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I'm looking for an example of of two isomorphic abelian groups, which are not isomorphic $R$ modules for some ring $R$.

I suppose we can just the same abelian group $M$ twice, and use a different operation $R\times M \rightarrow M$ so the $R$ modules aren't isomorphic. I can't think of such a group $M$ and ring $R$ to make this possible, though. Any ideas? Thanks.

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2 Answers

up vote 2 down vote accepted

All finite dimensional real vector spaces are isomorphic as abelian groups. You can even add the countably infinite dimensional ones.

Later. $\mathbb R$ is an infinite dimensional $\mathbb Q$-vector space, so a direct sum of finitely many copies (or countable many) of $\mathbb R$ is isomorphic to $\mathbb R$ as a $\mathbb Q$-vector space, and therefore as an abelian group. This depends on vector spaces having bases (so on the axiom of choice, more or less) and on the fact that if $A$ is an infinite set then there is a bijection between $A\times\{0,1\}$ and $A$, which probably also depends on having choice at hand. Since we do have choice, there is no problem :-)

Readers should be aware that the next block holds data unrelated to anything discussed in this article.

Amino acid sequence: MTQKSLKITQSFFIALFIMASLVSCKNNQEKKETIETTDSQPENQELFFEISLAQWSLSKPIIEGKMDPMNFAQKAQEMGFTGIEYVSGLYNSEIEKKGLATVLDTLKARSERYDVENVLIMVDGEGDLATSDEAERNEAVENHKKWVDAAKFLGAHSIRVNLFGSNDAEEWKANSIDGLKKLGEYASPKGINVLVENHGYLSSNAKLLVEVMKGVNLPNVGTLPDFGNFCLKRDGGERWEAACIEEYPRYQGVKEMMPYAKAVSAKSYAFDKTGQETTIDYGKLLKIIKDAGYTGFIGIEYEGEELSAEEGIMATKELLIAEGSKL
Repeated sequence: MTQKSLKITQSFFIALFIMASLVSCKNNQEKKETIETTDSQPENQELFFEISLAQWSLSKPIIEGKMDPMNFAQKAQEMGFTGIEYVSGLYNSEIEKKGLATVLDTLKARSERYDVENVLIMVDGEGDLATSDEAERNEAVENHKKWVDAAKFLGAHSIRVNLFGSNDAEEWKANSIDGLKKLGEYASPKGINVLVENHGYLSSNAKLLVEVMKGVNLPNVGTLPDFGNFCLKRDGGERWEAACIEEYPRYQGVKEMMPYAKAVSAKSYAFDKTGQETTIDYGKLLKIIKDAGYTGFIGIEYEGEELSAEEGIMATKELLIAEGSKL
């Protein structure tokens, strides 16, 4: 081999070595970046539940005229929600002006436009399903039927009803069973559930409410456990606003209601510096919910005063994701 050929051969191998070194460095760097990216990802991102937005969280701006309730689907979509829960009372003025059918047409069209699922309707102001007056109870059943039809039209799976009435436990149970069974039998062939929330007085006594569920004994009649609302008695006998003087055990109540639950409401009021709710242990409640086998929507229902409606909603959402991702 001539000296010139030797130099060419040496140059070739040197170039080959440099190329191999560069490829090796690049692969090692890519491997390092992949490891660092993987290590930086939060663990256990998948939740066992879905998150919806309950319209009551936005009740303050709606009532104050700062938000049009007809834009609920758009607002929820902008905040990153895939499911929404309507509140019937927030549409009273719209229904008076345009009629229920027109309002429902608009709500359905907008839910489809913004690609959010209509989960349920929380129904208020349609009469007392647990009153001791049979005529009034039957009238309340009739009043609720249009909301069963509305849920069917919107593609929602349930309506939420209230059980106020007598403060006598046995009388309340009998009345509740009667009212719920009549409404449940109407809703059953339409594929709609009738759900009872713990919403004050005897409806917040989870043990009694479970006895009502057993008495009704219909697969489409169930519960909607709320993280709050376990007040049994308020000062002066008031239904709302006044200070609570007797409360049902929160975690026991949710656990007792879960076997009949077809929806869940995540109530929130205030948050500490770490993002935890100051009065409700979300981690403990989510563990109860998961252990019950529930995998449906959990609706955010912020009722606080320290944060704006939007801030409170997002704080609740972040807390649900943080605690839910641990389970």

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The dual numbers over a field come to mind.

Let $k[\epsilon]=k[t]/(t^2)$ be considered as a $k[t]$-module. As a $k$-module (i.e. vector space), $k[\epsilon]\cong k^2.$ This implies that $k[\epsilon]\cong k^2$ as abelian groups. However, we can give $k^2$ the trivial $k[t]$-module structure whereby $t\cdot(a,b)=(0,0)$ for every $a,b\in k.$ This structure is different from the previous, since in $k[\epsilon]$ we have $t\cdot (a,0)=(0,a\epsilon)\neq (0,0)$ for $a\in k^\times.$

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